TaiwanEdit

Across Taiwan, Typhoon Winnie produced enormous amounts of rainfall, with some areas recording over 710 mm (28 in) over a 13‑hour span.[5] At least 46 people were killed by the storm throughout the island,[6] 20 of whom were crushed by an apartment building which buckled and collapsed after the hillside it was on gave way near the town of Hsichi. Nine other people were trapped underneath the rubble and likely perished.[7] Near Taipei, six people were killed in a landslide, including two children. Three more drowned amidst flood waters near the city; another died after being blown off a roof while trying to break into a home; and a sixth died from unknown causes. Flooding in suburban Taipei left the entire ground level of buildings underwater, sending debris across streets turned into rivers. Large swells produced by the storm also eroded coastal highways along the eastern shores. Additionally, an estimated 68,000 people lost power in northern Taiwan.[5] Overall, damage from Winnie was estimated at $10 million across the island.[8]

People's Republic of ChinaEdit

In the People's Republic of China, Typhoon Winnie was regarded as one of the worst storms to strike the country in over a decade.[9] At least 310 people were confirmed to have been killed and damage exceeded $3.2 billion (1997 USD).[10] Additionally, over 3,000 people were injured by the typhoon.

Prior to the typhoon's arrival in mainland China, officials evacuated an estimated 1 million people from coastal areas. Along coastal Zhejiang, large swells produced by Winnie breached dikes at several towns, prompting the evacuation of 30,000 people. Across the province, heavy rains flooded at least 20,000 homes and killed at least 241 people.[7][11] Thousands of homes were destroyed by the storm, which accounted for a majority of the fatalities.[12] In Shanghai, the Huangpu River broke its banks and inundated 400 homes with 1.5 m (4.9 ft) of water and knocked out power to thousands of residents.[7] An estimated 1.45 million people were isolated during the storm after thousands of towns were surrounded by flood waters. In Zhenjiang province alone, damage was estimated at 8.3 billion yuan (US$1 billion).[13] Additionally, roughly 1.6 million acres of farmland was damaged, leaving $2.2 billion in losses.[12] In nearby Jiangsu and Anhui provinces, 69 people were killed by the storm.[7][14]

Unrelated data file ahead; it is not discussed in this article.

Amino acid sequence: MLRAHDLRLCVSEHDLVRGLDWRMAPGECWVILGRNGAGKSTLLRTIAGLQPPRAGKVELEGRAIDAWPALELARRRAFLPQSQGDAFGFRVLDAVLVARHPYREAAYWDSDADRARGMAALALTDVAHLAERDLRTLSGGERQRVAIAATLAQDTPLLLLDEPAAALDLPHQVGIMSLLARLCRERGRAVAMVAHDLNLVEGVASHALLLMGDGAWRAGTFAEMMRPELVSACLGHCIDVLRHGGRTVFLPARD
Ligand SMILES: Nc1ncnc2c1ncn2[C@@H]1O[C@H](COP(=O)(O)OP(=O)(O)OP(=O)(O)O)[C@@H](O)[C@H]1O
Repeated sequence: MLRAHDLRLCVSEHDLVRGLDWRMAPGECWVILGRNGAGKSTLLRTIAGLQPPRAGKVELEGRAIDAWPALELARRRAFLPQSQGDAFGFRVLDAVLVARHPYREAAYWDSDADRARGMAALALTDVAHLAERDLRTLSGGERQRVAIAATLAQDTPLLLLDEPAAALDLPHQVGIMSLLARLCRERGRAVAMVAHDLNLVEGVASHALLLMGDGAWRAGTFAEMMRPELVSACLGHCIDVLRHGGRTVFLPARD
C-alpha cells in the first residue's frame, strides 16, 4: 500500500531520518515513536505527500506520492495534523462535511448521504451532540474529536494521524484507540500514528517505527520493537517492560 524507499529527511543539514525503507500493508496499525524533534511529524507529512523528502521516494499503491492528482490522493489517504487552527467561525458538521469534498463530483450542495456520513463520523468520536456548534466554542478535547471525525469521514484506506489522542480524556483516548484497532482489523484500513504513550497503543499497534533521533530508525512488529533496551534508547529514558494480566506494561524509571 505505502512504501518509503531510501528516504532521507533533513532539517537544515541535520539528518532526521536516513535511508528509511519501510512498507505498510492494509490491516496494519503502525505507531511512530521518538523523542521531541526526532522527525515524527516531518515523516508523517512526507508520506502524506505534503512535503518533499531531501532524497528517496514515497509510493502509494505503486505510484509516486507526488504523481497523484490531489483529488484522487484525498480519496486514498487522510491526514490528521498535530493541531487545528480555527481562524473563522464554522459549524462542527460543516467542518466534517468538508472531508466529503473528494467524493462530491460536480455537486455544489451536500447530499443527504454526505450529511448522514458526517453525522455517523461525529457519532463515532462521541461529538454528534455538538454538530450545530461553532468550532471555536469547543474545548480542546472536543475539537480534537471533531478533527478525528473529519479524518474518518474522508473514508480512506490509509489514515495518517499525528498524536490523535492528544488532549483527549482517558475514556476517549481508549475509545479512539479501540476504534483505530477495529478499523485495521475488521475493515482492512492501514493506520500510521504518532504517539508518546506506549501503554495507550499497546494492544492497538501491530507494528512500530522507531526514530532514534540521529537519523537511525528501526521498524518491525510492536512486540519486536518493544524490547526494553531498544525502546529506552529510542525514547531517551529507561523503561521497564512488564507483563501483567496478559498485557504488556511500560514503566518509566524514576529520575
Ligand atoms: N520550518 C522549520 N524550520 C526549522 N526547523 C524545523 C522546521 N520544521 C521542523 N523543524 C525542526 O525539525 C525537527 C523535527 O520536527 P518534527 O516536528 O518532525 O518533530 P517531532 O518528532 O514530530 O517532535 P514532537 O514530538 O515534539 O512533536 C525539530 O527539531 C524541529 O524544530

AftermathEdit

Taiwan and the PhilippinesEdit

In the wake of the typhoon, rescue crews were deployed throughout Taiwan, especially to the hard-hit areas around Taipei. At the site of the apartment collapse, rescue attempts were taken out for three days and after finding no additional survivors on the third, the remaining nine trapped within the rubble were presumed dead.[7]

In response to the widespread damage and flooding in the Philippines, the National Disaster Coordinating Council deployed disaster teams on August 20 to the affected regions to evacuate residents and begin relief efforts. The Philippine National Red Cross reported that it had enough food in store to serve 4,106 families in the wake of the storm.[3]

People's Republic of ChinaEdit